In the past, many people stayed at one job, or at least one company, for almost their entire working lives. When they retired, they could typically count on a pension, the value of which was based on their years of service and earnings. But today, workers can expect to hold several different jobs in their lifetime, and to a great extent, pensions have been replaced by 401(k) plans, which place much of the funding responsibility on employees. So, assuming you will change jobs at some point, and you do have a 401(k), what should you do with it?
Here are your basic choices:
— Cash out your plan. If you cash out your plan, your company will likely pay you 80 percent of your account value, withholding the rest for federal taxes. And if you’re younger than age 59 1/2, you may well be slapped with a 10 percent IRS tax penalty. Even worse, you’ll have lost a key source of your retirement income. Still, if you are leaving your employer involuntarily, and you need the money, cashing out your 401(k) is an option you may need to consider.
— Keep the money in your company’s plan. When you leave a company, your employer may allow you to keep your money in your existing 401(k). You may want to choose this route if you like the investment choices available in your plan. However, you might be caught by surprise if the company decides to change investment options. Furthermore, some employers may charge former employees fees to maintain their 401(k) plans.
— Move the money into your new employer’s plan. If your new employer has a 401(k) and allows transfers, you could roll the money from your old plan into the new one. This might be an attractive option if you like the investment options in your new employer’s plan.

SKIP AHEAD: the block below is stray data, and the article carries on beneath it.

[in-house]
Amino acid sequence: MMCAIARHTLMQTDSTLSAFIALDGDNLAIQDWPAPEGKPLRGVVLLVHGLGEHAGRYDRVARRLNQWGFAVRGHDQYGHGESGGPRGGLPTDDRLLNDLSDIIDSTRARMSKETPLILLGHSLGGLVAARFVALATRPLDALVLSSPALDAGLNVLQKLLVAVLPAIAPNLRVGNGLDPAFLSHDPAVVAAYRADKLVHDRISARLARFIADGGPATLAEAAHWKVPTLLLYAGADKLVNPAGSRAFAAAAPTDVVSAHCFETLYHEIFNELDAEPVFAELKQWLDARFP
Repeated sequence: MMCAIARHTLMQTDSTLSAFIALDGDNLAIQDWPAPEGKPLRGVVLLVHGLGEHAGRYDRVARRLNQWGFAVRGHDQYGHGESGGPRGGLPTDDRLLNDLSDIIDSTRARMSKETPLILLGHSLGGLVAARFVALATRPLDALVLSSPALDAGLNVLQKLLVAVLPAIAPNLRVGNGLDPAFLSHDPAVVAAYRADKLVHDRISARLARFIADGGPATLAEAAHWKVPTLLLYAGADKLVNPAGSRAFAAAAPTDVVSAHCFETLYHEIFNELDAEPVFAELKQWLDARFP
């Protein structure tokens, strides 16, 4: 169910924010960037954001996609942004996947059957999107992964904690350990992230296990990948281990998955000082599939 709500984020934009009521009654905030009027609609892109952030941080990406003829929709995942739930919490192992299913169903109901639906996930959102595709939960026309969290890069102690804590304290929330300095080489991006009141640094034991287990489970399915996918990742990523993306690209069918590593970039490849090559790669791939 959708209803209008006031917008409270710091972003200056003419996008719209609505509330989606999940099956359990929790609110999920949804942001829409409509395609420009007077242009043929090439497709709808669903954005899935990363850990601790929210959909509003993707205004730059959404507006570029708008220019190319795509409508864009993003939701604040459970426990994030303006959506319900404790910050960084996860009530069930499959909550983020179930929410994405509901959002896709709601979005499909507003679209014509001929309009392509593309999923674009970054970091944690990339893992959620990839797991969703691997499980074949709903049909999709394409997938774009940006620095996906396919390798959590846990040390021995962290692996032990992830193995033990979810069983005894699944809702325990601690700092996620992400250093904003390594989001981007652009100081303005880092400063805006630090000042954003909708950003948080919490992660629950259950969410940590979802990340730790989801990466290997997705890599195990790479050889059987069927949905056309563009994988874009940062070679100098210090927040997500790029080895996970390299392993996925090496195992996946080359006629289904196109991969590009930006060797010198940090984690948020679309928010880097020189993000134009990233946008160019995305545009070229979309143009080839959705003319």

— Roll the money over to an IRA. You may find several advantages to rolling your 401(k) over to an Individual Retirement Account (IRA). First, your money will still have the potential to grow on a tax-deferred basis. Second, you can invest your funds in virtually any investment you choose — stocks, bonds, government securities, certificates of deposit (CDs), etc. Third, if you own more than one 401(k) account, you could find it advantageous to consolidate them into a single IRA, thereby making it easier to allocate and monitor your retirement assets. And fourth, IRAs may give you greater flexibility if you plan to pass money to your children. In fact, if your child inherits your IRA, he or she has the option of stretching withdrawals over the child’s entire lifetime, rather than taking the money as a lump sum. (If you do transfer funds from your old 401(k) to an IRA, be sure to use a “direct rollover” to avoid the possibility of triggering unwanted taxes.)
Before making any moves with your 401(k), consult with your tax and financial advisors. By looking closely at your options, and by getting professional guidance, you can make the choice that’s right for you.